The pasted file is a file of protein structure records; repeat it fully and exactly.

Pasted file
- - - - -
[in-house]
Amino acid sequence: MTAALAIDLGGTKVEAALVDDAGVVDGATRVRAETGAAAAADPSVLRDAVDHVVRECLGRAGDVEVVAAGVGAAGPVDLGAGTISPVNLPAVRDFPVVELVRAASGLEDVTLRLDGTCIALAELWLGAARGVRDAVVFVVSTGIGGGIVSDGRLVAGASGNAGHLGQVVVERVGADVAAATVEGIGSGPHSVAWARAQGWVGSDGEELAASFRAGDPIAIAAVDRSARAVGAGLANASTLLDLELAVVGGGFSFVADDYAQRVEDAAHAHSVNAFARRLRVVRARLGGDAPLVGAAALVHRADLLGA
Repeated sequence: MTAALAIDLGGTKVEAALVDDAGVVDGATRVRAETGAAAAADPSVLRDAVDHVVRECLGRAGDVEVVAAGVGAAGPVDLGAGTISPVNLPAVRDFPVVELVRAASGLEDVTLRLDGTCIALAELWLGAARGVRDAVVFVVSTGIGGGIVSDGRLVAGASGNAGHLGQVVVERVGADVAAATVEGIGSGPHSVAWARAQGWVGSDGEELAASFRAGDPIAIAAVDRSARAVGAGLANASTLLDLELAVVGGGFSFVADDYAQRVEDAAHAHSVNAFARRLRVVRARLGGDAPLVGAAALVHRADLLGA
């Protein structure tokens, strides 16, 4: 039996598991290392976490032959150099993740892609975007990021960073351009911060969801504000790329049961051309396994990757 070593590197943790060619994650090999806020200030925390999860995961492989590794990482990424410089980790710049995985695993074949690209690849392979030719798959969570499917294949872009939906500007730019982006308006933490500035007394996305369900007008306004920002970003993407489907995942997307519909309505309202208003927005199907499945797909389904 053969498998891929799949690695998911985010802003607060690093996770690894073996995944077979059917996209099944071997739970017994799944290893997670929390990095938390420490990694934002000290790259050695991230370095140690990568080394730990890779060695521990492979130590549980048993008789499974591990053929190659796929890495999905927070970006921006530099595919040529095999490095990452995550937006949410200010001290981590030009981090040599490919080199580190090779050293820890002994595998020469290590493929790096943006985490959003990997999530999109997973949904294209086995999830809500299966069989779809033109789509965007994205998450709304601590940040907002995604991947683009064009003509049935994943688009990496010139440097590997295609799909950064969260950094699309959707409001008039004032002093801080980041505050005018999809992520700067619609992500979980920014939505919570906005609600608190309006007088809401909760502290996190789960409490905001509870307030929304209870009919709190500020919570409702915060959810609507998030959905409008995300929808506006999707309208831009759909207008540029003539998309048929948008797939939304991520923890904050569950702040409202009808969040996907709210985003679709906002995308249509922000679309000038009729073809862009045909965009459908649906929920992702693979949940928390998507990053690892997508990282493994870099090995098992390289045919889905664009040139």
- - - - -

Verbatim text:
[in-house]
Amino acid sequence: MTAALAIDLGGTKVEAALVDDAGVVDGATRVRAETGAAAAADPSVLRDAVDHVVRECLGRAGDVEVVAAGVGAAGPVDLGAGTISPVNLPAVRDFPVVELVRAASGLEDVTLRLDGTCIALAELWLGAARGVRDAVVFVVSTGIGGGIVSDGRLVAGASGNAGHLGQVVVERVGADVAAATVEGIGSGPHSVAWARAQGWVGSDGEELAASFRAGDPIAIAAVDRSARAVGAGLANASTLLDLELAVVGGGFSFVADDYAQRVEDAAHAHSVNAFARRLRVVRARLGGDAPLVGAAALVHRADLLGA
Repeated sequence: MTAALAIDLGGTKVEAALVDDAGVVDGATRVRAETGAAAAADPSVLRDAVDHVVRECLGRAGDVEVVAAGVGAAGPVDLGAGTISPVNLPAVRDFPVVELVRAASGLEDVTLRLDGTCIALAELWLGAARGVRDAVVFVVSTGIGGGIVSDGRLVAGASGNAGHLGQVVVERVGADVAAATVEGIGSGPHSVAWARAQGWVGSDGEELAASFRAGDPIAIAAVDRSARAVGAGLANASTLLDLELAVVGGGFSFVADDYAQRVEDAAHAHSVNAFARRLRVVRARLGGDAPLVGAAALVHRADLLGA
């Protein structure tokens, strides 16, 4: 039996598991290392976490032959150099993740892609975007990021960073351009911060969801504000790329049961051309396994990757 070593590197943790060619994650090999806020200030925390999860995961492989590794990482990424410089980790710049995985695993074949690209690849392979030719798959969570499917294949872009939906500007730019982006308006933490500035007394996305369900007008306004920002970003993407489907995942997307519909309505309202208003927005199907499945797909389904 053969498998891929799949690695998911985010802003607060690093996770690894073996995944077979059917996209099944071997739970017994799944290893997670929390990095938390420490990694934002000290790259050695991230370095140690990568080394730990890779060695521990492979130590549980048993008789499974591990053929190659796929890495999905927070970006921006530099595919040529095999490095990452995550937006949410200010001290981590030009981090040599490919080199580190090779050293820890002994595998020469290590493929790096943006985490959003990997999530999109997973949904294209086995999830809500299966069989779809033109789509965007994205998450709304601590940040907002995604991947683009064009003509049935994943688009990496010139440097590997295609799909950064969260950094699309959707409001008039004032002093801080980041505050005018999809992520700067619609992500979980920014939505919570906005609600608190309006007088809401909760502290996190789960409490905001509870307030929304209870009919709190500020919570409702915060959810609507998030959905409008995300929808506006999707309208831009759909207008540029003539998309048929948008797939939304991520923890904050569950702040409202009808969040996907709210985003679709906002995308249509922000679309000038009729073809862009045909965009459908649906929920992702693979949940928390998507990053690892997508990282493994870099090995098992390289045919889905664009040139």